At Windom, a pent-up demand for instrumental music
WINDOM — It may not be the ideal rehearsal space.
But, every Wednesday, for half an hour, almost every fourth- and fifth-grade student at Windom Dual Spanish Immersion and Open School makes his or her way to the band room, a converted teachers lounge in the school’s basement. There, band instructor Scott Erickson works with small groups of beginning players in preparation for Windom’s spring concert.
If Erickson can pull it off, it will be the first band concert at Windom in at least three years, and likely longer.
Like many district schools, Windom cut music education earlier this decade, when Minneapolis Public Schools [MPS] first began to feel the effects of declining enrollment and tighter budgets. This year, Windom was one of the latest schools to re-start a band program with the help of a $25,000 grant from the VH1 Save the Music Foundation.
There was immediate and immense interest among Windom families. All but one or two of the eligible students are enrolled in band this year, "a huge percentage" for any school, Erickson said.
The school’s experience illustrates the difficulty of finding room for band in an era of shrinking budgets, as well as the dedication of many parents and district administrators to music education.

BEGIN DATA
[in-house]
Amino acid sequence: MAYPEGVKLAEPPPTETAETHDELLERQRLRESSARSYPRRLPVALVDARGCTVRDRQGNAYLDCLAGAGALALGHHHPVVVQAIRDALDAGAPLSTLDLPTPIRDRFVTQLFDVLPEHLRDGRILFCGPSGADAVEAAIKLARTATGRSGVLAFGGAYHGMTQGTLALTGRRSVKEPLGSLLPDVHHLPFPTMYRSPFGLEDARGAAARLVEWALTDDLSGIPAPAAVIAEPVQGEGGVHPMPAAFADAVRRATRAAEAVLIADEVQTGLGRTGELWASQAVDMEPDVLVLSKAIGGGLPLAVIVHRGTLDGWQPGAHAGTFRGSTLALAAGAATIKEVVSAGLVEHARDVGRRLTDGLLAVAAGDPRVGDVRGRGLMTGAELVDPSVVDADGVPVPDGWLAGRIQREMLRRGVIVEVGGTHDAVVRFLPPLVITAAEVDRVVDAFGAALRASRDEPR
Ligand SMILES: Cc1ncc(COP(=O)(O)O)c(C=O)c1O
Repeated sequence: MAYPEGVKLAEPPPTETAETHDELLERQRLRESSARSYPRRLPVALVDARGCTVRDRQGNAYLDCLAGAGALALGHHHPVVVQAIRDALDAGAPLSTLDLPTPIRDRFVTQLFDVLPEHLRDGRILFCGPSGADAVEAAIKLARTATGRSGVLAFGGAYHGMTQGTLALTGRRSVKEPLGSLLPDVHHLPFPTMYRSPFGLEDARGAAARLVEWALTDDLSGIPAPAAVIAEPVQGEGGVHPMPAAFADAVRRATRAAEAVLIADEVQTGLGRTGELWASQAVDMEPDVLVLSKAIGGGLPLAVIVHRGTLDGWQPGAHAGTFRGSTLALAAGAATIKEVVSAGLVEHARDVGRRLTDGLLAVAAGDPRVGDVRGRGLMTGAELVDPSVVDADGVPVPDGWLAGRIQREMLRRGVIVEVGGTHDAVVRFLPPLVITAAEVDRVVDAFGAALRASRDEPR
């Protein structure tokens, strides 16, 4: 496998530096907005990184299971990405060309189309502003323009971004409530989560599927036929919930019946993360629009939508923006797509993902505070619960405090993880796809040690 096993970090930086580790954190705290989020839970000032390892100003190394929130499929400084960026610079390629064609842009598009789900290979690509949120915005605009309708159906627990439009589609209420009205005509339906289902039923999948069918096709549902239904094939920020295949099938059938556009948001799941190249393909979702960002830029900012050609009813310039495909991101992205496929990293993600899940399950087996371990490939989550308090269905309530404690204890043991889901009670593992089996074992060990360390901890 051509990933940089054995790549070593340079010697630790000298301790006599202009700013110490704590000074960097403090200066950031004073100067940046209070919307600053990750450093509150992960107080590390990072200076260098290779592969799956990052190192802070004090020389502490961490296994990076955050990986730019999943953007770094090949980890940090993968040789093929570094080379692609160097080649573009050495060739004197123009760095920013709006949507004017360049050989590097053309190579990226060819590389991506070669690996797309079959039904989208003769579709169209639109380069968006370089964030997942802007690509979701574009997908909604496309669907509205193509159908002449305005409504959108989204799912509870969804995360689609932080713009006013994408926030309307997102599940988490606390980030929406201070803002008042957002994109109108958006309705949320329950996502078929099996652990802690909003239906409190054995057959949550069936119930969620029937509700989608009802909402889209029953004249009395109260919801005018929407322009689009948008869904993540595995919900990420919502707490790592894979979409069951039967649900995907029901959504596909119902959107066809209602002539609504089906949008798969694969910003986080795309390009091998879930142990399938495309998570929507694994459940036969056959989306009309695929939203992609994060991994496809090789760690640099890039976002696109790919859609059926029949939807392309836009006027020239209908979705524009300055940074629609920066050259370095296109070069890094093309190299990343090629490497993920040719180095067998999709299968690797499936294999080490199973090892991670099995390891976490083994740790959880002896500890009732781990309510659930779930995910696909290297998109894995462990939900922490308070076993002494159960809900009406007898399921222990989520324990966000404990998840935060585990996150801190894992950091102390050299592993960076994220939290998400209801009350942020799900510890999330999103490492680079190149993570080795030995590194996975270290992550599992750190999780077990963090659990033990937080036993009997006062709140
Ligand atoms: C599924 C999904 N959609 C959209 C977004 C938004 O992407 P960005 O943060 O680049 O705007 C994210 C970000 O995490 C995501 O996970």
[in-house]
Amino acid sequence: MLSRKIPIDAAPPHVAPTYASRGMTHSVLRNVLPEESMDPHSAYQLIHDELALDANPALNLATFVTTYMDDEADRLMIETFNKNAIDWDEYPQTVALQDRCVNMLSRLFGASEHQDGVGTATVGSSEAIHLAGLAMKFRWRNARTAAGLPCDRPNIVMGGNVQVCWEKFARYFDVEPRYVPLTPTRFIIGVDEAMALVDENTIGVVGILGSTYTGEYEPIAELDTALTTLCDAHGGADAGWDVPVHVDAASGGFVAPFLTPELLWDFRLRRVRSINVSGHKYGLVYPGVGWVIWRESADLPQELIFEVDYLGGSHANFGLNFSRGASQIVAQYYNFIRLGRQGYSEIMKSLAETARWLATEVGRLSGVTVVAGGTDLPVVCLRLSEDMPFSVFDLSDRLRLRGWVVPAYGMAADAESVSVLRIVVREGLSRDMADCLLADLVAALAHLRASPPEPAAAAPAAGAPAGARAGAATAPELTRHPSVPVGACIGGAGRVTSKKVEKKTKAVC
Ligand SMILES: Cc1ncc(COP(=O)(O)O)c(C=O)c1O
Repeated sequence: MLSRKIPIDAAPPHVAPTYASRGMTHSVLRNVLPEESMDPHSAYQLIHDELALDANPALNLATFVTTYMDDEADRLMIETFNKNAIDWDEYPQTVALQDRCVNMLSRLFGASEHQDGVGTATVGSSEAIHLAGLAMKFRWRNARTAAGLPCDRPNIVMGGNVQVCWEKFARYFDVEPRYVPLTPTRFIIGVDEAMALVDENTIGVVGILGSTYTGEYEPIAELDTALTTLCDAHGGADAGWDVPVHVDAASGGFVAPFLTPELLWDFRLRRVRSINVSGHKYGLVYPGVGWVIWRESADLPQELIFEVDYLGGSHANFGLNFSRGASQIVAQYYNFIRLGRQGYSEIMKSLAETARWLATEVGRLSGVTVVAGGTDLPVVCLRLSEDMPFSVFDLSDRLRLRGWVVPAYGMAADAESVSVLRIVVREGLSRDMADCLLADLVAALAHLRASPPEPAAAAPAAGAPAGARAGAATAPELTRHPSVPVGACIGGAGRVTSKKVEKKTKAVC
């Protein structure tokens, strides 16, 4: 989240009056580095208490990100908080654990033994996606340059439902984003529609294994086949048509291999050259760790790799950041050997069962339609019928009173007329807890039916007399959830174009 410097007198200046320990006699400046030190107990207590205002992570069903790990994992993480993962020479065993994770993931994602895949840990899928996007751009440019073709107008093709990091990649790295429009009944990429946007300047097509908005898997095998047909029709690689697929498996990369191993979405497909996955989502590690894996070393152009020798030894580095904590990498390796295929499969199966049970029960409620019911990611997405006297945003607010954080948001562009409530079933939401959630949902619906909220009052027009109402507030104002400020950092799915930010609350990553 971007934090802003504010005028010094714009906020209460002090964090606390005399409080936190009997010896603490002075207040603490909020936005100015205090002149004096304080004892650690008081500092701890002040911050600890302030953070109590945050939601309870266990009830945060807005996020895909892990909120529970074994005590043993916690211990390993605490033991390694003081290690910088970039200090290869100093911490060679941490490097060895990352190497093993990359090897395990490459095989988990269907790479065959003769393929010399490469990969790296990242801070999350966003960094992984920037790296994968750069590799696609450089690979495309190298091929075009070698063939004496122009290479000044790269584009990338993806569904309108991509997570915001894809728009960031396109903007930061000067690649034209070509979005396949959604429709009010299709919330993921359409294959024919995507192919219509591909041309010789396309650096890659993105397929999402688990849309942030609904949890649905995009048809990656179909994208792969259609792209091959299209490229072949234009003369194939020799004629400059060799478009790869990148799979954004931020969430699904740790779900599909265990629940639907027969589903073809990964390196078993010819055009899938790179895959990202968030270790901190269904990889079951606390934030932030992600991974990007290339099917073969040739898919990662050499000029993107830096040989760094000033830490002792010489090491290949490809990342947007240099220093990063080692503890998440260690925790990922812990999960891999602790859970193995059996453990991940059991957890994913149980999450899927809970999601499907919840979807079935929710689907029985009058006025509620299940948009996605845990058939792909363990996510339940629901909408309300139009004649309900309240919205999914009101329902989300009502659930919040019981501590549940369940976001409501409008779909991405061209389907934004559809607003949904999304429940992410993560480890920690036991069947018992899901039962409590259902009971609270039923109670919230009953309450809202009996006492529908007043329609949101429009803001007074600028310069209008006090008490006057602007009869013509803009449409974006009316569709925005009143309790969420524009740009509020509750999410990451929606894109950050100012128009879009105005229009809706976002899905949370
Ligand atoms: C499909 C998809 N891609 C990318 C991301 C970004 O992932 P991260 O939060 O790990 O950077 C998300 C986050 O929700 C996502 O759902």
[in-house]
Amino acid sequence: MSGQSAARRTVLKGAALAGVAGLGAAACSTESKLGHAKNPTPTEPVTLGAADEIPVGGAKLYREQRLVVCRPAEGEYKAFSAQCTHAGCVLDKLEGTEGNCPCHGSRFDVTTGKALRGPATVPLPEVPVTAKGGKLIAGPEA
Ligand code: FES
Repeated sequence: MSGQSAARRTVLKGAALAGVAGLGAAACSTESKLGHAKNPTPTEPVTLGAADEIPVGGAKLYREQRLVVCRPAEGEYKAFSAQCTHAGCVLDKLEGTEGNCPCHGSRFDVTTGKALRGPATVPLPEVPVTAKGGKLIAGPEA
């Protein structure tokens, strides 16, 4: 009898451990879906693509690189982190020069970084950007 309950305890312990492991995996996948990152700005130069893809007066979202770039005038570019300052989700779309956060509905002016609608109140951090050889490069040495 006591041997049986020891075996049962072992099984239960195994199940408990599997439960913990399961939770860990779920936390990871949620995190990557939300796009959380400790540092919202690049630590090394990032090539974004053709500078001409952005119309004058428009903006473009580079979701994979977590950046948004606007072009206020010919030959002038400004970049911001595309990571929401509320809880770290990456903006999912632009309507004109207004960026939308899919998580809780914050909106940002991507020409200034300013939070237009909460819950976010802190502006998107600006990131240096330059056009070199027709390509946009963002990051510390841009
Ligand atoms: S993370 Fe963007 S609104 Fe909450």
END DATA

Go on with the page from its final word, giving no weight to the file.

Parent Teacher Organization Co-Chairwoman Tracy Brokering said she hoped the new band program would make Windom a more attractive option for area families.
"Honestly, not having a band program at Windom [was] kind of a detriment, especially when you’re trying to recruit," Brokering said.
That said, she quickly added that Windom’s dual Spanish immersion program has been and will be the school’s strongest selling point. That’s what attracted parent Johannah Bomster to Windom.
"[My children] were getting the Spanish, which is huge, and I thought, well, there are some things you have to give up," Bomster said.
Still, she recognized the potential of band to teach fine motor skills, mathematical thinking and an appreciation of music. Her children Mimi, 10, and Jonas, 9, both joined band this school year.
MPS Fine Arts Coordinator Pat Teske said the district was committed to returning instrumental music to all schools, largely through its collaboration with VH1, a relationship that goes back to 2006.
In 2006, when the School Board adopted a Comprehensive Arts Plan, 41 of 64 of district schools had instrumental music programs, about 64 percent. Today, instrumental music is offered in more than 80 percent of district schools.
Not all students participate in band, putting it in the category of an extra-curricular or enrichment activity and leaving it vulnerable to budget cuts. It went on the chopping block at many schools that were able to retain visual arts or choir classes.
Some schools found creative solutions to that problem.
When Burroughs Community School had to cut band, parents and Principal Tim Cadotte forged a partnership with nearby Mount Olivet Lutheran Church to provide after-school music lessons. Families must pay $400 tuition for the program, but the school offers some scholarships.
At Windom, it took Principal Tami VanOverbeke’s efforts to go after the VH1 grant and find the funding for Erickson to get band back in her school.
"[Next year] I’m dedicated to having at least what we’ve started, because we’ve had such an amazing response," VanOverbeke said.